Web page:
Recession Obsession

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Did You Know?

  • Warren Buffet made about 95% of his wealth since the age of.....60! The average person becomes a millionaire closer to the age of 60, and women hit this milestone sooner than men, under 59 years of age. 
  • Re-financing volume are up over 160% from a year ago. (CNBC)
  • 10,000 Americans turn 65 years old EVERY DAY...and this will continue to 2030. (Crain's)


Recession Obsession

Recession talk has become somewhat obsessive over the past few weeks and many have reached out to me for my opinion on this subject.  Whilest I am not an expert, I thought I would share some facts about recessions since - and including - the Great Depression (a once-in-a century occurrence):
  • There have been 14 recessions total since and including the Great Depression of 1929, or one every 6.4 years. We have not had a recession in 10 years.
  • 64% of recessions since 1929 lasted under 1 year.
  • Unemployment rose above 10% in only three recessions. In the past 50 years, unemployment averaged 8.25% during recession.
  • In the past 50 years the average GDP decline was just 2.2%. Currently the USA GDP is growing over 2% annually.
  • ATTOM Data Solutions looked at home prices during the five recessions since 1980 and found that only twice—in 1990 and 2008—did home prices come down during the recession, and in 1990 it was by less than a percent. During the other three, prices actually went up.
Buying a home during a recession
Many buyers think waiting till a recession hits will allow them to buy 'bargains'.  This may be true for some all-cash buyers, although history has taught us that when a recession hits:
  • The best properties are often withdrawn from the market IF there are signs of price declines. 
  • Interest rates may be lowered, but obtaining financing becomes tougher as banks usually tighten lending standards.
  • If you lose your job, its almost impossible to obtain a mortgage.
  • Cash buyers are always waiting for opportune moments to buy. Competing with these buyers is tough enough during good times. Its worse during tough times.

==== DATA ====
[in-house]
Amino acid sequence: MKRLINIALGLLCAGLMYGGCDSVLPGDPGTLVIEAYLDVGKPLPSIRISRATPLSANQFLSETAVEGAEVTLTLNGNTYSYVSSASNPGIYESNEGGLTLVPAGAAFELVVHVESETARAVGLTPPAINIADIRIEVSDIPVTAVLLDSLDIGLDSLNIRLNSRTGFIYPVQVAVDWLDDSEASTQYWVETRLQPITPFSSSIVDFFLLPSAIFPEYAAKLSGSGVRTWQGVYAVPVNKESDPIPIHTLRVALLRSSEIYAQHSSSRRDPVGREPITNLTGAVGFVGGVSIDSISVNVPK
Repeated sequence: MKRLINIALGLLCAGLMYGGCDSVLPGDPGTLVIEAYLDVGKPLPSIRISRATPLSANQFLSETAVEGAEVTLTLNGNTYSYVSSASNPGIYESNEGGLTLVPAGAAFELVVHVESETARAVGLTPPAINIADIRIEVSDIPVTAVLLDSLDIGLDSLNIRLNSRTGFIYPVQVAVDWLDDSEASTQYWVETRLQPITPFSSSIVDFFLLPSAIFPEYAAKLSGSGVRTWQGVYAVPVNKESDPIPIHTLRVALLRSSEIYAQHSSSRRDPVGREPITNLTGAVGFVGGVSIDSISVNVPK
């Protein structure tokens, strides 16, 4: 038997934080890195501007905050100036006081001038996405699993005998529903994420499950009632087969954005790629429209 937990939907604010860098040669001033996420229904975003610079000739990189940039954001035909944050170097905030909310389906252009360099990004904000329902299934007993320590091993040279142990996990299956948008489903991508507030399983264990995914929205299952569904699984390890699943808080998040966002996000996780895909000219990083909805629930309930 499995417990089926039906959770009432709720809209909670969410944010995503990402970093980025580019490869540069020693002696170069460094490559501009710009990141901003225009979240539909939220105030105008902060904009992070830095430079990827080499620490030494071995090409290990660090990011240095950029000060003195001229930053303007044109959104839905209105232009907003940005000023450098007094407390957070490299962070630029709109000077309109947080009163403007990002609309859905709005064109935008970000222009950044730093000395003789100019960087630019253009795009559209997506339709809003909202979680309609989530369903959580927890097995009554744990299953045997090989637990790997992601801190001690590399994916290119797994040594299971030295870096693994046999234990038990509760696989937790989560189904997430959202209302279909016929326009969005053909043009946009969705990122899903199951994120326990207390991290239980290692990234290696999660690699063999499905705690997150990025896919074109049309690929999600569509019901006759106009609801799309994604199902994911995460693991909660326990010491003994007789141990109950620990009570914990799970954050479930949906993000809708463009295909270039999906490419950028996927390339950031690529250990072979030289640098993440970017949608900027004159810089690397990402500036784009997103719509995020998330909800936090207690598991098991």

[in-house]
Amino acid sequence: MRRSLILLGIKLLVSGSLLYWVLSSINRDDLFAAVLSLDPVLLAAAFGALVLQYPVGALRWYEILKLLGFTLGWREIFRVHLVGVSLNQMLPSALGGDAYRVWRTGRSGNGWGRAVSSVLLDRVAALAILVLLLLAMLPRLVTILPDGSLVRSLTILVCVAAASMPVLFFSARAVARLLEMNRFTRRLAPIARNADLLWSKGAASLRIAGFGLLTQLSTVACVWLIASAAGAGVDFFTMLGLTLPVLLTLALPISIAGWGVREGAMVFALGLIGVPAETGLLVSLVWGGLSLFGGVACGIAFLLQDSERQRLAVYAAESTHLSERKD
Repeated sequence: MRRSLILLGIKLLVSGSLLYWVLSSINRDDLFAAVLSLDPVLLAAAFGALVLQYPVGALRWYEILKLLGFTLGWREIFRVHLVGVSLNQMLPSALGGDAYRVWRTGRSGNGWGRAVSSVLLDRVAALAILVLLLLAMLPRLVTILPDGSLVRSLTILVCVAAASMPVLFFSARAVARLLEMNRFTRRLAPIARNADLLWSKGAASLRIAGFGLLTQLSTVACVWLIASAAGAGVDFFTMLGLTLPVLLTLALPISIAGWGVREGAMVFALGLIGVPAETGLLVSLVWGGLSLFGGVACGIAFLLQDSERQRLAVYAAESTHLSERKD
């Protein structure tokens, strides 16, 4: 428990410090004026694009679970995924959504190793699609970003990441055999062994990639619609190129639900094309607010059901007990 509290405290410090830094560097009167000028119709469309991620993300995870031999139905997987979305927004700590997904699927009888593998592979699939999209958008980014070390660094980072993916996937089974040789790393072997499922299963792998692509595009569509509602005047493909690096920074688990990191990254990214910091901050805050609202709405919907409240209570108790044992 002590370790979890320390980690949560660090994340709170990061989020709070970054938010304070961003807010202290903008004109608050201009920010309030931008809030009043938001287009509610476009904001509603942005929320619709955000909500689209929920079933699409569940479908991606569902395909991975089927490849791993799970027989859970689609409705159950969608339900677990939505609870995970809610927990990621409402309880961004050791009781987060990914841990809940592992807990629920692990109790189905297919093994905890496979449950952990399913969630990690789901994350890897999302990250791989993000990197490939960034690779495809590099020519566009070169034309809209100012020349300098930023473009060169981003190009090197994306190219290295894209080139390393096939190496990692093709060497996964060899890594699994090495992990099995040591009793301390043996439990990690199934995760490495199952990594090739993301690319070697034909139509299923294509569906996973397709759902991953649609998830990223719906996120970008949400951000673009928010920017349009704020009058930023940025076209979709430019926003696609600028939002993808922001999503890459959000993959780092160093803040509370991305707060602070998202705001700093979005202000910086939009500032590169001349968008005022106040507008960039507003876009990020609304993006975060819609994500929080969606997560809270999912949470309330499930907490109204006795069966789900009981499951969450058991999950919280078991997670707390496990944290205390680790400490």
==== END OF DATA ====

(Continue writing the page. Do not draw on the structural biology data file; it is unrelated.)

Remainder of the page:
• Rents tend to rise during recessions as fewer people qualify for a mortgage to be able to buy. Homeowners who have to foreclose also add new demand for rental housing.
Much of the housing demand is driven by employment. A spike in unemployment could negatively impact demand, particularly if an intensifying trade war leads to export tariffs, which could put jobs at risk. But with unemployment at 2.4% in San Francisco, it would take a pretty dramatic rise to cause home prices to drop.

In addition, tariffs on imports and tight immigration policy could push constructions costs even higher - all which could impact supply and ensure that housing prices will not slow down , if any at all.

Most importantly, we need to remind ourselves that even in the WORST recessions life goes on: people get married, divorced, die, give birth, etc and the vast majority continue working and earning.....and living. 


San Francisco Happenings

Mid-Autumn Festival at Off the Grid: Fort Mason Center.
Friday Sept 13 | 5:00- 10:00 PM

De Young Museum: Free Saturdays for SF Residents
Saturdays | 9:30 AM - 5:15 PM

Hayes Valley Urban Air Market
Sunday Sept 15 | 11:00 AM - 6:00 PM

 

Free Rooftop Concerts  | Salesforce Park
Wednesdays  | 5:00 PM - 6:00 PM
Do you know anyone looking to move to what's next? Let's chat. 

Cheers, 
Maggie